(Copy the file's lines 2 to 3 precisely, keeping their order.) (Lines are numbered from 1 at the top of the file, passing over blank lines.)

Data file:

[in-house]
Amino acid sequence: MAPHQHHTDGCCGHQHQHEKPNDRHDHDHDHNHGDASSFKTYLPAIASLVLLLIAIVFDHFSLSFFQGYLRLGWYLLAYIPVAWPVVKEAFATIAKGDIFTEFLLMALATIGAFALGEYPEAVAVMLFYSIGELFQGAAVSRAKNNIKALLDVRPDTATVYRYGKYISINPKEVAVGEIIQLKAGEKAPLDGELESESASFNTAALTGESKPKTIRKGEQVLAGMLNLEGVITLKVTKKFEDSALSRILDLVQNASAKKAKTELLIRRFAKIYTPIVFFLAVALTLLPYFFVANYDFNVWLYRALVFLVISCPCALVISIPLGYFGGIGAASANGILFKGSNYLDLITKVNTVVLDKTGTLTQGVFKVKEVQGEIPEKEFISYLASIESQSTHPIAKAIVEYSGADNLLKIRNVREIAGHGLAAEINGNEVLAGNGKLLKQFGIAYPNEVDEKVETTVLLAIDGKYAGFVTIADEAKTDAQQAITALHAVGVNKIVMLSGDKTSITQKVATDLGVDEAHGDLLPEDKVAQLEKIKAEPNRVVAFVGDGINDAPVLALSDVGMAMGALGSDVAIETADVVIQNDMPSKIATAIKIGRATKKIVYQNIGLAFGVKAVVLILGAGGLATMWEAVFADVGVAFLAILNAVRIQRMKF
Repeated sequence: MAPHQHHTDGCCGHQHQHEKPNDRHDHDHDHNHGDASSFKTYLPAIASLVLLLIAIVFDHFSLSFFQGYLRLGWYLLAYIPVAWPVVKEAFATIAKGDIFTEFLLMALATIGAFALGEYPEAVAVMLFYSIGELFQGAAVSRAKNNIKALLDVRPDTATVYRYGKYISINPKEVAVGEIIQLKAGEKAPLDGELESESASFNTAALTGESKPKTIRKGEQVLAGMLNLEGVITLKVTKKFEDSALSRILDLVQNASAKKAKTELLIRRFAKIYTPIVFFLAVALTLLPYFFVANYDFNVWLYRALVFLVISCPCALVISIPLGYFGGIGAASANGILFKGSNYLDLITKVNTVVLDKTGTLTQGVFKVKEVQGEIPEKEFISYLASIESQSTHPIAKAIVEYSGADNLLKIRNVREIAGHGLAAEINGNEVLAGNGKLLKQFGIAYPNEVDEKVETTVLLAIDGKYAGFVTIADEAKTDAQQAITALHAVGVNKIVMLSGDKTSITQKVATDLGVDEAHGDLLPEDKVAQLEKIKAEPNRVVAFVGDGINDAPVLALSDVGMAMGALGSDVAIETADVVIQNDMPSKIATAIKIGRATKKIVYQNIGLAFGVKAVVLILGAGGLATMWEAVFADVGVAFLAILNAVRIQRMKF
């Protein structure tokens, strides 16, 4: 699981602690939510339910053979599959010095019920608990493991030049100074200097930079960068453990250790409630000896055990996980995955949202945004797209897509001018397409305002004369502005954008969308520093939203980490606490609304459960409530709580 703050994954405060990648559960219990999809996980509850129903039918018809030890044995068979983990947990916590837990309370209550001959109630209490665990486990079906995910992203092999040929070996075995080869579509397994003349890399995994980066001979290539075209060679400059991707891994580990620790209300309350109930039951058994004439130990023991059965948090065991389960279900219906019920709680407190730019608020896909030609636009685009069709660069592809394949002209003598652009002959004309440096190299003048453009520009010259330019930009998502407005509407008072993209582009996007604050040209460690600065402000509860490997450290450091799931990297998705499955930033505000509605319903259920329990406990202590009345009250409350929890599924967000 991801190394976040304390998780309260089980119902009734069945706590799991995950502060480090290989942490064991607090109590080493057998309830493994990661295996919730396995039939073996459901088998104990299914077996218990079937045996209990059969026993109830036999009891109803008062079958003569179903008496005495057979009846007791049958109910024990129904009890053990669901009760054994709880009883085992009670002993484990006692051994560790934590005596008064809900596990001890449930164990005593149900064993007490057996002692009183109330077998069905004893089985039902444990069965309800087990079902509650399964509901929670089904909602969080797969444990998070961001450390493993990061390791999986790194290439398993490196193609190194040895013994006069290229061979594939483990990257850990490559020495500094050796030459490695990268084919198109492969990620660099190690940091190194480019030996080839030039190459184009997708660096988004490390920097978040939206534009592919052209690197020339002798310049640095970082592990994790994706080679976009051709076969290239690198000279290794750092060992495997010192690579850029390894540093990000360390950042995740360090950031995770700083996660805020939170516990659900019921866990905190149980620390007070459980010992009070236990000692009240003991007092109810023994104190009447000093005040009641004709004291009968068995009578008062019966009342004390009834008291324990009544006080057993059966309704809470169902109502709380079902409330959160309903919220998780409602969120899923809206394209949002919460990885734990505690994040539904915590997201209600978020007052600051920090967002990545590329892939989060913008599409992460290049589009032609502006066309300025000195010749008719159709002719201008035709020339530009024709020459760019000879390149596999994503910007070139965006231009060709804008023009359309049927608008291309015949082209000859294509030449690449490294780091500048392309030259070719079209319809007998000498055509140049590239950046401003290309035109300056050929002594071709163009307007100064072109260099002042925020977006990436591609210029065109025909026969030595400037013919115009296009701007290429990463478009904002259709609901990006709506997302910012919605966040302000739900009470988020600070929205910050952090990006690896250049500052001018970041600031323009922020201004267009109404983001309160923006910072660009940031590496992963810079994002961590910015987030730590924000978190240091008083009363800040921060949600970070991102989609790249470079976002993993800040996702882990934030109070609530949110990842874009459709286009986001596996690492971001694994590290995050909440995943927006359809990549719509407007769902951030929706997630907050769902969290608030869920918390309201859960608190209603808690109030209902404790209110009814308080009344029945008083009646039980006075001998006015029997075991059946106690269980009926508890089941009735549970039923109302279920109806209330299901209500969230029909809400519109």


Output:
Amino acid sequence: MAPHQHHTDGCCGHQHQHEKPNDRHDHDHDHNHGDASSFKTYLPAIASLVLLLIAIVFDHFSLSFFQGYLRLGWYLLAYIPVAWPVVKEAFATIAKGDIFTEFLLMALATIGAFALGEYPEAVAVMLFYSIGELFQGAAVSRAKNNIKALLDVRPDTATVYRYGKYISINPKEVAVGEIIQLKAGEKAPLDGELESESASFNTAALTGESKPKTIRKGEQVLAGMLNLEGVITLKVTKKFEDSALSRILDLVQNASAKKAKTELLIRRFAKIYTPIVFFLAVALTLLPYFFVANYDFNVWLYRALVFLVISCPCALVISIPLGYFGGIGAASANGILFKGSNYLDLITKVNTVVLDKTGTLTQGVFKVKEVQGEIPEKEFISYLASIESQSTHPIAKAIVEYSGADNLLKIRNVREIAGHGLAAEINGNEVLAGNGKLLKQFGIAYPNEVDEKVETTVLLAIDGKYAGFVTIADEAKTDAQQAITALHAVGVNKIVMLSGDKTSITQKVATDLGVDEAHGDLLPEDKVAQLEKIKAEPNRVVAFVGDGINDAPVLALSDVGMAMGALGSDVAIETADVVIQNDMPSKIATAIKIGRATKKIVYQNIGLAFGVKAVVLILGAGGLATMWEAVFADVGVAFLAILNAVRIQRMKF
Repeated sequence: MAPHQHHTDGCCGHQHQHEKPNDRHDHDHDHNHGDASSFKTYLPAIASLVLLLIAIVFDHFSLSFFQGYLRLGWYLLAYIPVAWPVVKEAFATIAKGDIFTEFLLMALATIGAFALGEYPEAVAVMLFYSIGELFQGAAVSRAKNNIKALLDVRPDTATVYRYGKYISINPKEVAVGEIIQLKAGEKAPLDGELESESASFNTAALTGESKPKTIRKGEQVLAGMLNLEGVITLKVTKKFEDSALSRILDLVQNASAKKAKTELLIRRFAKIYTPIVFFLAVALTLLPYFFVANYDFNVWLYRALVFLVISCPCALVISIPLGYFGGIGAASANGILFKGSNYLDLITKVNTVVLDKTGTLTQGVFKVKEVQGEIPEKEFISYLASIESQSTHPIAKAIVEYSGADNLLKIRNVREIAGHGLAAEINGNEVLAGNGKLLKQFGIAYPNEVDEKVETTVLLAIDGKYAGFVTIADEAKTDAQQAITALHAVGVNKIVMLSGDKTSITQKVATDLGVDEAHGDLLPEDKVAQLEKIKAEPNRVVAFVGDGINDAPVLALSDVGMAMGALGSDVAIETADVVIQNDMPSKIATAIKIGRATKKIVYQNIGLAFGVKAVVLILGAGGLATMWEAVFADVGVAFLAILNAVRIQRMKF